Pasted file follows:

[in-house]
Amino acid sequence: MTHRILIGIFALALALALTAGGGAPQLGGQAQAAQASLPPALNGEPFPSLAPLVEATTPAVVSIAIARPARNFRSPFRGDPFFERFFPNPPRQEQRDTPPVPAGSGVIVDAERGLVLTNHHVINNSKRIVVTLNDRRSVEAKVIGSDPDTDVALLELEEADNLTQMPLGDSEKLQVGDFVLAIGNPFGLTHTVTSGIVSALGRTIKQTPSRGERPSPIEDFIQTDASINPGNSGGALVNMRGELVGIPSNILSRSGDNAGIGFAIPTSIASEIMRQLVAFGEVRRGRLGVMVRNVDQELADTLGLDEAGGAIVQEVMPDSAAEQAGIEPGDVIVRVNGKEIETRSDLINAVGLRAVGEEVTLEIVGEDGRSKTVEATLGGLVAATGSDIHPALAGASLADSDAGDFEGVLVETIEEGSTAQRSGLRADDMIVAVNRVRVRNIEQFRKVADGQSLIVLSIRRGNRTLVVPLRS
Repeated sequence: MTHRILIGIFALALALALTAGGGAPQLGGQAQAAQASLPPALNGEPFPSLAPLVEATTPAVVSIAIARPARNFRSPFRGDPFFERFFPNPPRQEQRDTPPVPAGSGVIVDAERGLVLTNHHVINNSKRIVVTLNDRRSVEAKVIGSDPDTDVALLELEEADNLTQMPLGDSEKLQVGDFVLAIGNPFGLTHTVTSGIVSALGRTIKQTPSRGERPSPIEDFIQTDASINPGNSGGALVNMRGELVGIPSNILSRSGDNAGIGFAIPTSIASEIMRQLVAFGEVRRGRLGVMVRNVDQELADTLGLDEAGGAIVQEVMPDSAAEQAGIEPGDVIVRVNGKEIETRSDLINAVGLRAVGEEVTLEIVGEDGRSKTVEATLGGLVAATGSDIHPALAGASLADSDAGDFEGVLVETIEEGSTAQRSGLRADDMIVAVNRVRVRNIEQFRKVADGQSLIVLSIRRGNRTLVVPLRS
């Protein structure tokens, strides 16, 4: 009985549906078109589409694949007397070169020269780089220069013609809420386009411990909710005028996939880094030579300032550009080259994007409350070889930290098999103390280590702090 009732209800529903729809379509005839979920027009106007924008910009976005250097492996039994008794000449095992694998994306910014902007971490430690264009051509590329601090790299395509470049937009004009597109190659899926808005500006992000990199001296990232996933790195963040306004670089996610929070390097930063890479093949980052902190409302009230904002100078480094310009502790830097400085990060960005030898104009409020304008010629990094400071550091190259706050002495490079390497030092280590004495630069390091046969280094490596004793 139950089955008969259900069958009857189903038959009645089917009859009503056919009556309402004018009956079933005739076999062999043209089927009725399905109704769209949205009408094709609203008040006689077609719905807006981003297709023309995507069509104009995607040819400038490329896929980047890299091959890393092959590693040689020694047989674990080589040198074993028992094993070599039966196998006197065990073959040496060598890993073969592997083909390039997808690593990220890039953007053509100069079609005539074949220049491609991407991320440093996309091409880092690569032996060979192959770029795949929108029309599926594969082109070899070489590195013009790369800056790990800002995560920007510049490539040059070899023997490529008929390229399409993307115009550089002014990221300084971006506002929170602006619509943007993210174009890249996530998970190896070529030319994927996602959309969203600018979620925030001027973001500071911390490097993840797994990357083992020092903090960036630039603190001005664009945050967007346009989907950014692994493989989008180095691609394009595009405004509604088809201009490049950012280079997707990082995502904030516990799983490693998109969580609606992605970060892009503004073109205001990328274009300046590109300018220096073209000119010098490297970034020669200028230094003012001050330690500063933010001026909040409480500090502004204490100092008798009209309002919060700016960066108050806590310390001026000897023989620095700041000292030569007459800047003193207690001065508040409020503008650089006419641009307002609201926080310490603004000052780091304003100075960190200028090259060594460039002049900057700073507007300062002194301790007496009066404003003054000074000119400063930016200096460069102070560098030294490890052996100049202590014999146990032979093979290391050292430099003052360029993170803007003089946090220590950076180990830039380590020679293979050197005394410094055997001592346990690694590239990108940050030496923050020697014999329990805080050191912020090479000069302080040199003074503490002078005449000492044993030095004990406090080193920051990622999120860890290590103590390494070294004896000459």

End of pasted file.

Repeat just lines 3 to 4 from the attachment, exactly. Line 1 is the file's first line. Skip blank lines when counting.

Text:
Repeated sequence: MTHRILIGIFALALALALTAGGGAPQLGGQAQAAQASLPPALNGEPFPSLAPLVEATTPAVVSIAIARPARNFRSPFRGDPFFERFFPNPPRQEQRDTPPVPAGSGVIVDAERGLVLTNHHVINNSKRIVVTLNDRRSVEAKVIGSDPDTDVALLELEEADNLTQMPLGDSEKLQVGDFVLAIGNPFGLTHTVTSGIVSALGRTIKQTPSRGERPSPIEDFIQTDASINPGNSGGALVNMRGELVGIPSNILSRSGDNAGIGFAIPTSIASEIMRQLVAFGEVRRGRLGVMVRNVDQELADTLGLDEAGGAIVQEVMPDSAAEQAGIEPGDVIVRVNGKEIETRSDLINAVGLRAVGEEVTLEIVGEDGRSKTVEATLGGLVAATGSDIHPALAGASLADSDAGDFEGVLVETIEEGSTAQRSGLRADDMIVAVNRVRVRNIEQFRKVADGQSLIVLSIRRGNRTLVVPLRS
């Protein structure tokens, strides 16, 4: 009985549906078109589409694949007397070169020269780089220069013609809420386009411990909710005028996939880094030579300032550009080259994007409350070889930290098999103390280590702090 009732209800529903729809379509005839979920027009106007924008910009976005250097492996039994008794000449095992694998994306910014902007971490430690264009051509590329601090790299395509470049937009004009597109190659899926808005500006992000990199001296990232996933790195963040306004670089996610929070390097930063890479093949980052902190409302009230904002100078480094310009502790830097400085990060960005030898104009409020304008010629990094400071550091190259706050002495490079390497030092280590004495630069390091046969280094490596004793 139950089955008969259900069958009857189903038959009645089917009859009503056919009556309402004018009956079933005739076999062999043209089927009725399905109704769209949205009408094709609203008040006689077609719905807006981003297709023309995507069509104009995607040819400038490329896929980047890299091959890393092959590693040689020694047989674990080589040198074993028992094993070599039966196998006197065990073959040496060598890993073969592997083909390039997808690593990220890039953007053509100069079609005539074949220049491609991407991320440093996309091409880092690569032996060979192959770029795949929108029309599926594969082109070899070489590195013009790369800056790990800002995560920007510049490539040059070899023997490529008929390229399409993307115009550089002014990221300084971006506002929170602006619509943007993210174009890249996530998970190896070529030319994927996602959309969203600018979620925030001027973001500071911390490097993840797994990357083992020092903090960036630039603190001005664009945050967007346009989907950014692994493989989008180095691609394009595009405004509604088809201009490049950012280079997707990082995502904030516990799983490693998109969580609606992605970060892009503004073109205001990328274009300046590109300018220096073209000119010098490297970034020669200028230094003012001050330690500063933010001026909040409480500090502004204490100092008798009209309002919060700016960066108050806590310390001026000897023989620095700041000292030569007459800047003193207690001065508040409020503008650089006419641009307002609201926080310490603004000052780091304003100075960190200028090259060594460039002049900057700073507007300062002194301790007496009066404003003054000074000119400063930016200096460069102070560098030294490890052996100049202590014999146990032979093979290391050292430099003052360029993170803007003089946090220590950076180990830039380590020679293979050197005394410094055997001592346990690694590239990108940050030496923050020697014999329990805080050191912020090479000069302080040199003074503490002078005449000492044993030095004990406090080193920051990622999120860890290590103590390494070294004896000459």